- Associated Press - Sunday, February 7, 2016

TRENTON, N.J. (AP) - After rejecting 200 bills from the previous legislative session, including provisions to change the smoking age to 21, prohibit convicted carjackers from having guns and make it easier for transgender residents to amend their birth certificates, Republican Gov. Chris Christie could soon face fresh decisions on those measures and others he vetoed.

The Democrat-controlled Legislature continued the new legislative session with hearings last week on about 50 bills, at least 20 percent of which were rejected by Christie at least once.

Recycling measures from a previous legislative session is a common practice in New Jersey, but this year it comes as Christie runs for the Republican presidential nomination and has blocked bills from a politically hostile Democratic majority, including headline-grabbing measures on guns. Christie argued felons already cannot possess firearms in New Jersey.

Republican primary voters tilt conservative, while New Jersey, which has some of the strictest gun laws in the country, has about 700,000 more Democrats than Republicans.

Democrats acknowledge the political motivation behind forcing Christie, who spent much of 2015 outside the state, to decide on legislation that might be popular at home but a poison pill among GOP voters. Christie finished 10th among Iowa caucusgoers last week and faces a large test for the future of his presidential nomination when New Hampshire voters go to the polls Tuesday.

“Maybe by the time these go through, the governor will be out of the presidential race and back being a governor and might look at some of these things in terms of their positive impacts on the people of New Jersey rather than the people of New Hampshire,” said Democratic Senate Majority Leader Loretta Weinberg.

Democrats are also sending a signal to residents about what a possible liberal agenda might look like if they can capture the governor’s mansion in 2017, Weinberg added. She pointed to what she called “very sensible” gun measures.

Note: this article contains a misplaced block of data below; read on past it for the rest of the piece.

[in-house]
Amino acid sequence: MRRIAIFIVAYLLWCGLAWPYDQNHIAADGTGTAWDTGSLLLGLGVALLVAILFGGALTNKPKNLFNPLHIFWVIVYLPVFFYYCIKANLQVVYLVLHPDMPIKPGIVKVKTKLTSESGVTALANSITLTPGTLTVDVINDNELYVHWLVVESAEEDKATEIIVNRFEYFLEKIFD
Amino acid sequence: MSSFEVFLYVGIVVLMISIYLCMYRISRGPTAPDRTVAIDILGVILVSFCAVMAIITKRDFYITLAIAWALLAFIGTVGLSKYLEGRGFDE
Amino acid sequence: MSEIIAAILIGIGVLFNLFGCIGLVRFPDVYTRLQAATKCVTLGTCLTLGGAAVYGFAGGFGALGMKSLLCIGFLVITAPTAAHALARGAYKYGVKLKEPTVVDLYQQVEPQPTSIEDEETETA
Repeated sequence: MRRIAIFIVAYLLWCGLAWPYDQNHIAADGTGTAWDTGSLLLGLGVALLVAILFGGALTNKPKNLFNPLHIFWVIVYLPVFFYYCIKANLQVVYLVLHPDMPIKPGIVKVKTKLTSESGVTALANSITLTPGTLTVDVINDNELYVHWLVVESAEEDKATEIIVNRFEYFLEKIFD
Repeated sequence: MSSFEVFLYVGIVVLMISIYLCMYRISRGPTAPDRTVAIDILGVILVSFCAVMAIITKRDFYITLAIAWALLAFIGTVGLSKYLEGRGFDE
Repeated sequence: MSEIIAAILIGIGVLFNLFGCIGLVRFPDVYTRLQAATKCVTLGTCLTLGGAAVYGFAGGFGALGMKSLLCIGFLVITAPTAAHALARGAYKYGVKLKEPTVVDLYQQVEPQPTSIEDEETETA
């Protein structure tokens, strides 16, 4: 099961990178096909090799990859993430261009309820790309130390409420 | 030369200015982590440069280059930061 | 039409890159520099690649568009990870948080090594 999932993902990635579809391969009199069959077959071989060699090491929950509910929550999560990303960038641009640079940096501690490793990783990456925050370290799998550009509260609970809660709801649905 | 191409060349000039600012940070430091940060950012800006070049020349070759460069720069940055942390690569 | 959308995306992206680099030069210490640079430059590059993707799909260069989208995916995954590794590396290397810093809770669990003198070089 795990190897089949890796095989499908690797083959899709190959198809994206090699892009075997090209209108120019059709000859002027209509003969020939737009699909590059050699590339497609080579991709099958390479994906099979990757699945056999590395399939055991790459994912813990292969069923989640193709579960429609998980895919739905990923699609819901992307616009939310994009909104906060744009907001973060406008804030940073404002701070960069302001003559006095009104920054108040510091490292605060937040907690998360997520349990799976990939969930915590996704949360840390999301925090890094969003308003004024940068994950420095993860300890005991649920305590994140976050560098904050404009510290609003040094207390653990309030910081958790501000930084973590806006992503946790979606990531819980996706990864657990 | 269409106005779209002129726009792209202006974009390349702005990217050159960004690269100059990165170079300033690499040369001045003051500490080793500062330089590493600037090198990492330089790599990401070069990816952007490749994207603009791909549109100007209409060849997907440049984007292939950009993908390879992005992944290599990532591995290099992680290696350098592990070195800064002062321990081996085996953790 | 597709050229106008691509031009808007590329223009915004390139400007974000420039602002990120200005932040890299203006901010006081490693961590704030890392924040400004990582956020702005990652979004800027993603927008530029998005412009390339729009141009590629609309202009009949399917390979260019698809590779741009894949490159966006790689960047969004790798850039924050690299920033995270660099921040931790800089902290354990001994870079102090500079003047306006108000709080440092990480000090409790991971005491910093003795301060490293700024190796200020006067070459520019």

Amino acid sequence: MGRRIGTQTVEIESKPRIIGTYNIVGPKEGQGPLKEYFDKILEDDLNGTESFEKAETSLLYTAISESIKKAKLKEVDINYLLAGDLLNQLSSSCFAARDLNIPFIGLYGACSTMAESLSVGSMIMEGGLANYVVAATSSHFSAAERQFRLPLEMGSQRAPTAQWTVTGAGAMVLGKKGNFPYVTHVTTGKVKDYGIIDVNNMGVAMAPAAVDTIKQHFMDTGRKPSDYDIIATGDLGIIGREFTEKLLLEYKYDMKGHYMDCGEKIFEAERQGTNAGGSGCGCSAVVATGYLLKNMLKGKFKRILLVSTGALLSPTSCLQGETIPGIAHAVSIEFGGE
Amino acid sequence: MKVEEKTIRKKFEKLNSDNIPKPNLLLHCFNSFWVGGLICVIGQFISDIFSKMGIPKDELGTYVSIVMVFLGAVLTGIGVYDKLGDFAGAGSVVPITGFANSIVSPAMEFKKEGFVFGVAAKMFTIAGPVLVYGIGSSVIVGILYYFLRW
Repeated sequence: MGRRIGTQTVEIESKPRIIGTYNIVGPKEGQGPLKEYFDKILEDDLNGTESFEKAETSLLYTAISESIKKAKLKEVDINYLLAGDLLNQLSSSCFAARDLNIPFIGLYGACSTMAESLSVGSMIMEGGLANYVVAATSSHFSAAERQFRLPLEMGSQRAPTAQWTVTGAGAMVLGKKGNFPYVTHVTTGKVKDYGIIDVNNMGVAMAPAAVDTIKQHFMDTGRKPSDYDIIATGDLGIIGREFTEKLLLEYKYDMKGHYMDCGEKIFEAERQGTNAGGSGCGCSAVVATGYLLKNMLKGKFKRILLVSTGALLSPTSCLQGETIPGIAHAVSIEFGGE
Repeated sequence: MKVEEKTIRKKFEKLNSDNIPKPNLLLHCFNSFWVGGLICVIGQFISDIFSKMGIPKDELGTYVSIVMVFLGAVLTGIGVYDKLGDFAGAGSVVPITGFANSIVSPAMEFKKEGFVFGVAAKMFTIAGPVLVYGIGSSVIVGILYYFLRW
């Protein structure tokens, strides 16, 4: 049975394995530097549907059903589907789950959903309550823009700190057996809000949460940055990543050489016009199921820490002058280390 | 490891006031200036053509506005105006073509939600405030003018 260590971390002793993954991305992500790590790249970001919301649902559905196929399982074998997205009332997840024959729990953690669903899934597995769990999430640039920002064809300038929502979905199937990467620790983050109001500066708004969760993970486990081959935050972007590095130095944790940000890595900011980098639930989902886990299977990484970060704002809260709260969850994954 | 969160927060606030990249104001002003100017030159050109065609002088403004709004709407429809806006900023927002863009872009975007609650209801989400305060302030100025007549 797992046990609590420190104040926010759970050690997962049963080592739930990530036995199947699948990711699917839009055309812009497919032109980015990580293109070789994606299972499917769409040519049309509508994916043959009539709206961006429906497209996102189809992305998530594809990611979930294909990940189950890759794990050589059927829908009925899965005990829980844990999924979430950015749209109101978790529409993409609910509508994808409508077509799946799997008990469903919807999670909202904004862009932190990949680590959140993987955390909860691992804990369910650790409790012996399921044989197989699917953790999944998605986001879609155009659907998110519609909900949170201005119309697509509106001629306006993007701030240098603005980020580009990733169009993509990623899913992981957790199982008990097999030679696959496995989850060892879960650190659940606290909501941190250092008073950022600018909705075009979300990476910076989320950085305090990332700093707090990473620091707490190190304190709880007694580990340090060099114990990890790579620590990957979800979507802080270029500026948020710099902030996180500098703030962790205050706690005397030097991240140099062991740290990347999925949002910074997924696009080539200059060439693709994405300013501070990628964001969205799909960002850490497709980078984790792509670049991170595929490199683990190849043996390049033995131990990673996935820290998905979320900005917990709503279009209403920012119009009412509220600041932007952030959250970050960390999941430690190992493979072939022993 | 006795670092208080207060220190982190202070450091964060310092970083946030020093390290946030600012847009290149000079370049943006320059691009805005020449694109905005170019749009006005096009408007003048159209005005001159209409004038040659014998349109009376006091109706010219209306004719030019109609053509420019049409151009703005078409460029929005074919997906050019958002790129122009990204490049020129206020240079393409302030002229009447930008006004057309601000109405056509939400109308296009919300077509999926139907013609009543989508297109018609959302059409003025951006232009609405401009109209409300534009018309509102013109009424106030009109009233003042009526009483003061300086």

Another explanation, experts say, is that lawmakers want to demonstrate they’re working on something - anything - since Christie’s absence on the campaign trail has slowed government deal-making on big issues like public pension and health benefits and transportation spending to a crawl.

“You have to show your constituents that you’re working,” said Peter Woolley, a political science professor at Fairleigh Dickinson University. “You have to continue to posture even on bills that you know are not going to go anywhere.”

Republicans, who are in the minority in the Legislature, disagree with the majority’s approach, arguing that it saps resources from focusing on the state’s biggest problems.

“The only bills we should be working on right now are bills that will fix our looming bankruptcy,” said Republican Assemblyman Declan O’Scanlon.

Democrats say it’s possible to address issues big and small.

“We’re able to walk and chew gum at the same time,” Weinberg said.

Despite the often-bitter disputes between Christie and legislative Democrats, the governor signed 381 measures into law while rejecting 200. His office’s response to why he vetoed many of the measures was that the Legislature passed too many bills at the end of its two-year legislative session.

Among the bills the Legislature reviewed on Thursday were provisions to increase the smoking age, which Christie rejected last month.

Legislators will also consider a bill to allow residents who have changed their sex to apply for an amended birth certificate. Under current law, residents must have a doctor sign off before applying.

Other bills previously rejected but under consideration again include one that gives $21 in energy assistance to certain low-income families and another bill that would expand the eligibility of parole for inmates because of medical reasons.

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